Saudi Arabia implements cloud-seeding program aiming to increase rainfall by 20 percent
The Saudi cabinet has approved a cloud-seeding program that aims to increase rainfall in the Kingdom by almost 20 percent to overcome the increased demand for water, due to growth of population and industrial needs.
The Ministry of Environment, Water and Agriculture said the program was developed after a review of global practices and visits to other countries in the region to study their experiences of cloud seeding.
The Saudi government faces a growing pressure placed on water resources by the growth of its population as well as its industrial, energy, transportation, mining and agricultural sectors, where demand for water has reached near 24 billion cubic meters a year.
The Kingdom is one of the world’s most arid countries, with less than 100 millimetres of rainfall a year.
Almost 2.7 billion cubic meters of seawater are desalinated each year, but about 80 to 85 percent of the Kingdom’s demand is met by groundwater sources. With the increasing demands in water, the low rainfall in the Kingdom is becoming impossible to compensate for with only the groundwater resource.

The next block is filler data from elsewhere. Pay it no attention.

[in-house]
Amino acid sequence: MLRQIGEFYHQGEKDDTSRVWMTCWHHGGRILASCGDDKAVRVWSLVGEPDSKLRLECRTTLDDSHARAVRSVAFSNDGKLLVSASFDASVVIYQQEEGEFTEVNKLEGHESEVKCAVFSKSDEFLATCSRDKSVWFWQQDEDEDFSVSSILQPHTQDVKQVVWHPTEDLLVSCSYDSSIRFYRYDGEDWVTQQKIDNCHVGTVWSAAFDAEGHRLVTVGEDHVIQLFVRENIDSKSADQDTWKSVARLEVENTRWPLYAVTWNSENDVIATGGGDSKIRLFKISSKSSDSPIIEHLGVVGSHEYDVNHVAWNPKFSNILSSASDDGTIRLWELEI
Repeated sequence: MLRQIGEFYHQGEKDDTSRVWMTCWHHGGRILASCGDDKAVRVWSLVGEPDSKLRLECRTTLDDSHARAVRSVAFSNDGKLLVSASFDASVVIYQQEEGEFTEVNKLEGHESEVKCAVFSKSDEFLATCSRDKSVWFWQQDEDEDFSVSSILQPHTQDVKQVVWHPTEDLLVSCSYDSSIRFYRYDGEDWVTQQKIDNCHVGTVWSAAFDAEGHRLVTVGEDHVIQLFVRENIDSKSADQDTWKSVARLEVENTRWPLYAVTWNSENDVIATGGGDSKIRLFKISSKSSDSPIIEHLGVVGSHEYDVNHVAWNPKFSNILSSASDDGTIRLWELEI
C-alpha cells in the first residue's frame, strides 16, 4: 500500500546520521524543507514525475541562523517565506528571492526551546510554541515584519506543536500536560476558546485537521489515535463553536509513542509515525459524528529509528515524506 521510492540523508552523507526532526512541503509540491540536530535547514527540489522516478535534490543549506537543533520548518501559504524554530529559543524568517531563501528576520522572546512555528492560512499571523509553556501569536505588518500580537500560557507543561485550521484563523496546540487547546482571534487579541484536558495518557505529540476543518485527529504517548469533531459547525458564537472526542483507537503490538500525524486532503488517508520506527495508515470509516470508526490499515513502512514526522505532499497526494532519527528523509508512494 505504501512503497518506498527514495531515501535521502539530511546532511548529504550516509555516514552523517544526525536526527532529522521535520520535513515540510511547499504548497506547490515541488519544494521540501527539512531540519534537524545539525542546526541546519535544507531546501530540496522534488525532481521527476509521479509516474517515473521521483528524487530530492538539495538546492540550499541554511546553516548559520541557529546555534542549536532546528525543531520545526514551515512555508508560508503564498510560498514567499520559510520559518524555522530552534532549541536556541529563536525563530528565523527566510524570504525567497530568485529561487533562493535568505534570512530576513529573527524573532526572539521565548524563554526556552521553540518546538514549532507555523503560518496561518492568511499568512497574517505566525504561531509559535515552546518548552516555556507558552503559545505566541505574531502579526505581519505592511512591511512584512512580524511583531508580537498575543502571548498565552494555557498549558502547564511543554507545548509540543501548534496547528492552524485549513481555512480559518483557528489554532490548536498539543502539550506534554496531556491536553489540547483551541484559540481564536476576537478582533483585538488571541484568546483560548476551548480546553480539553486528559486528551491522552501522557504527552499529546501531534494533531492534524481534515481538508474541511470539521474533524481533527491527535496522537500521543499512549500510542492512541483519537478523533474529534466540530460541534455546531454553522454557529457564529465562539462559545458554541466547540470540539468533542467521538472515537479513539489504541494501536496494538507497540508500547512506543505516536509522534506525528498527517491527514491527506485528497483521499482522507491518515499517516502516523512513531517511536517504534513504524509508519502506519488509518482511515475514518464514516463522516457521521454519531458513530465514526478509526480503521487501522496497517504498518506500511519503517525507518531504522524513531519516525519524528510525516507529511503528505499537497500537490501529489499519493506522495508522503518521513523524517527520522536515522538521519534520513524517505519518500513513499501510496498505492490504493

Hence, cloud-seeding program targets specific types of clouds, using their physical properties to stimulate rainfall by providing cloud condensation nuclei.
The Kingdom began studying cloud seeding in 1976 in partnership with the World Meteorological Organisation.
An agreement was signed with the University of Wyoming, in the US, to conduct the first cloud-seeding experiments, which took place in Asir in 1990. The experiments have continued in the Kingdom’s central regions, the results proving that the clouds have seeding potential.